'Villette' - a Novel by Charlotte Bronte Content from the guide to life, the universe and everything

'Villette' - a Novel by Charlotte Bronte

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Charlotte Brontë:
Jane Eyre | Shirley | Villette | The Professor

Charlotte Brontë was the eldest of the three Brontë sisters who became famous as authors. During her short lifetime (she was born on 21 April, 1816, and died on 31 March, 1855, at the age of just 38) she wrote various short stories and poems, plus four novels, including the novel Jane Eyre that she is best known for. Villette, the last novel Charlotte completed during her lifetime, was published in 1853. The story is presented as the memoir of Lucy Snowe, an orphan who became a teacher.


The narrative begins when Lucy is living with her godmother, Mrs Bretton. Mrs Bretton takes in Paulina Home, a precocious six-year-old child whose mother has just died and whose father is ill (Paulina's parents had previously separated 'by mutual consent, not after any legal process'). Mrs Bretton's 16-year-old son Graham has been away at school but returns home and teases Polly (as Paulina is known), for example picking her up and lifting her over his head. He tries to blackmail her into giving him a kiss, so she punches his face with her 'miniature fist'. Later she is comforted by him and likes to look after 'my dear boy'. When Polly is able to rejoin her father and leave Mrs Bretton's house, Lucy leaves soon after. Lucy becomes a carer for Miss Marchmont, whose fianc� Frank had died in an accident 30 years previously. When Miss Marchmont is reunited with Frank, Lucy goes to London and decides to travel to France.

During the voyage across the Channel, Lucy meets Miss Ginevra Fanshawe, who is travelling to a school in the town of Villette, to study with a Madame Beck. Villette ('Little Town') is 'the great capital of the great kingdom of Labassecour1'.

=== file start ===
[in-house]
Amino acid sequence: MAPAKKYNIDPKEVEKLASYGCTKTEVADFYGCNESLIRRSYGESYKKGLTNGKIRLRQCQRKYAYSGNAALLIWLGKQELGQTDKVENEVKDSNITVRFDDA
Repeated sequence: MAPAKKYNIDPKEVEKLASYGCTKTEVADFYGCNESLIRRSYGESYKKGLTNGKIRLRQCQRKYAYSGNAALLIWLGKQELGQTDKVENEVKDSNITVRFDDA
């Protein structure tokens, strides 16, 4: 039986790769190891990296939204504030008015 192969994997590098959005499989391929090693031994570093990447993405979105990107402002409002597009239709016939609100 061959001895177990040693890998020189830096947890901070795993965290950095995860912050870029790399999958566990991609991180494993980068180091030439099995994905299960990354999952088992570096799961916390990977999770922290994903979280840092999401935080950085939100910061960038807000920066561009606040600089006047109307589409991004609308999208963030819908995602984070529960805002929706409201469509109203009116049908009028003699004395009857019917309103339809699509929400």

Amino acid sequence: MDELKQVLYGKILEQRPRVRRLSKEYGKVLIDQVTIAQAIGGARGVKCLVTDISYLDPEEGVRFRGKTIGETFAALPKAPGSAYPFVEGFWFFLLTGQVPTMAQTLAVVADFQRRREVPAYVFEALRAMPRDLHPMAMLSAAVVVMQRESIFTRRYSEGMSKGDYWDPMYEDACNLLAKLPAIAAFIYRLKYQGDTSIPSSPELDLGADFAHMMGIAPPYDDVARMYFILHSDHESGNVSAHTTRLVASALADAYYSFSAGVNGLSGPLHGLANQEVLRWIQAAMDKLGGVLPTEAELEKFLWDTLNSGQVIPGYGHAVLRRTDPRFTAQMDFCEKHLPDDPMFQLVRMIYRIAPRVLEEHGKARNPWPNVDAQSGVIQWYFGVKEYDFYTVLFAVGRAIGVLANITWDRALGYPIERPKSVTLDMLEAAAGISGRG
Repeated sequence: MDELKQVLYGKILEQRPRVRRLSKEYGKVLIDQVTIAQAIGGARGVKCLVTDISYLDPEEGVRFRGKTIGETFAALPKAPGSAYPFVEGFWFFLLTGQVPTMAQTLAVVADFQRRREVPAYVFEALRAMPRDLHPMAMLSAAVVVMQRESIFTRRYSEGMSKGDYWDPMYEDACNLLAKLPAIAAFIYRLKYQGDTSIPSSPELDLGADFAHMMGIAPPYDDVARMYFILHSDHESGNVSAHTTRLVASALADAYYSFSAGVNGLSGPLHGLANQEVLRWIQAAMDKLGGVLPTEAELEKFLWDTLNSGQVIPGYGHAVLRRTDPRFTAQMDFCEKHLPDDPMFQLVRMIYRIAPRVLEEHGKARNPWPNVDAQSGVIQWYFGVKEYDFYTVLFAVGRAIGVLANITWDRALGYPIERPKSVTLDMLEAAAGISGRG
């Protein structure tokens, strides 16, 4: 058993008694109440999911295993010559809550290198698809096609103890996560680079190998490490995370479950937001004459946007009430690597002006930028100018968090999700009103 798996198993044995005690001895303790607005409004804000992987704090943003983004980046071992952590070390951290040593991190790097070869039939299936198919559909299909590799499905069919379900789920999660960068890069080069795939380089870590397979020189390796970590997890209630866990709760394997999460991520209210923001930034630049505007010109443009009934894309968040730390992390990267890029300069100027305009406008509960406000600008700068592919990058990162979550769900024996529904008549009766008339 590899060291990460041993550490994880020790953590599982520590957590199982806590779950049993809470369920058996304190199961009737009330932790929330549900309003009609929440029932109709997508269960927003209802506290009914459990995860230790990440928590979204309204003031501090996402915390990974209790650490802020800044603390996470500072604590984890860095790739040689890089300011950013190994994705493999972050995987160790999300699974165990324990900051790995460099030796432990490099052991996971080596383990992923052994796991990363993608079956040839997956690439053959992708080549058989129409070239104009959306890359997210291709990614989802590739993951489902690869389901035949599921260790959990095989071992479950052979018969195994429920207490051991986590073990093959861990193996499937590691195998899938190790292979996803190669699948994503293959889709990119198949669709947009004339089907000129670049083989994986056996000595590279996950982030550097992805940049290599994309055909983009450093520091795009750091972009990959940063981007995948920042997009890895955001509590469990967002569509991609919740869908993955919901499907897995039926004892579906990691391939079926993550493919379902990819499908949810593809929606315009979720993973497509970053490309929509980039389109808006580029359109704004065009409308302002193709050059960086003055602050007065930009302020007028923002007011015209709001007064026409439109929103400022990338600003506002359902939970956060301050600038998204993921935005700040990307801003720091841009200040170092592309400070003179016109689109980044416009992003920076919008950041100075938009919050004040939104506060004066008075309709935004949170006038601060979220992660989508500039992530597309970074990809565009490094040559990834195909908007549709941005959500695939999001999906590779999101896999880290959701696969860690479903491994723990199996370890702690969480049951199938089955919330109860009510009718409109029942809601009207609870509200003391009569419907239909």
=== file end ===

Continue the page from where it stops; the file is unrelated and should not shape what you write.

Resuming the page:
Not knowing what else to do, Lucy decides to travel to Villette as well. However, the trunk with all her belongings in it gets left behind. During her search for an inn where she can spend the night, Lucy coincidentally finds Madame Beck's school. Madame Beck is coincidentally in need of a new English governess, so Lucy is employed2. Initially she works with the younger children and does sewing at the same time as listening to them reading out loud, but then successfully takes on a class of 60 rebellious students and becomes a teacher.

When one of the children has an accident, a doctor attends (coincidentally the same English gentleman that Lucy had met on arrival in Villette when she discovered her trunk was missing). Dr John (as he is known) is in love with Ginevra Fanshawe, but Ginevra does not love him. Although Lucy loves him in a way, she helps him in his schemes to win Ginevra's heart until he realises Ginevra is not worthy of his love.

During the long school summer holiday, Lucy becomes ill with loneliness. She visits a Catholic Church and speaks to a priest in a confession box, but confesses she is Protestant. She feels better having spoken to someone about her feelings, but is then caught in a storm and can't find her way back to the school. Further coincidences occur, which reunite Lucy with her godmother, Graham and Polly3.

When the next school year commences, Lucy grows to love her fellow teacher Professor Paul Emanuel. Monsieur Paul (as he is known) was once engaged to be married, but his relatives disapproved when they found out his fianc�e was not rich. Rather than defying the disapproval, his beloved became a nun and died young. He is a Catholic and the priest who is his spiritual director disapproves of him associating with a 'heretic' Protestant. Monsieur Paul tries to encourage Lucy to convert to Catholicism, but she is not impressed by the pamphlet he gives her. The priest arranges for him to travel abroad for three years in the hope that he would forget about Lucy. Whether the ending is happy or sad is left to the reader's imagination.